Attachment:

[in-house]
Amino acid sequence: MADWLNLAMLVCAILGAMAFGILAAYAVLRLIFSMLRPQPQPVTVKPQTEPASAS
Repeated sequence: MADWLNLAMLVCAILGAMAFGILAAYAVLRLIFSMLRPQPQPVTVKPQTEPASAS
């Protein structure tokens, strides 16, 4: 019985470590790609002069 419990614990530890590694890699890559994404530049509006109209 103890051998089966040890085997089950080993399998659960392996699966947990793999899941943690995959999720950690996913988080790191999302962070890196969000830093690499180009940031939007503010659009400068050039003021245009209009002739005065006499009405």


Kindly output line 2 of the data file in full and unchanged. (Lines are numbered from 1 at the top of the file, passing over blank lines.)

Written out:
Amino acid sequence: MADWLNLAMLVCAILGAMAFGILAAYAVLRLIFSMLRPQPQPVTVKPQTEPASAS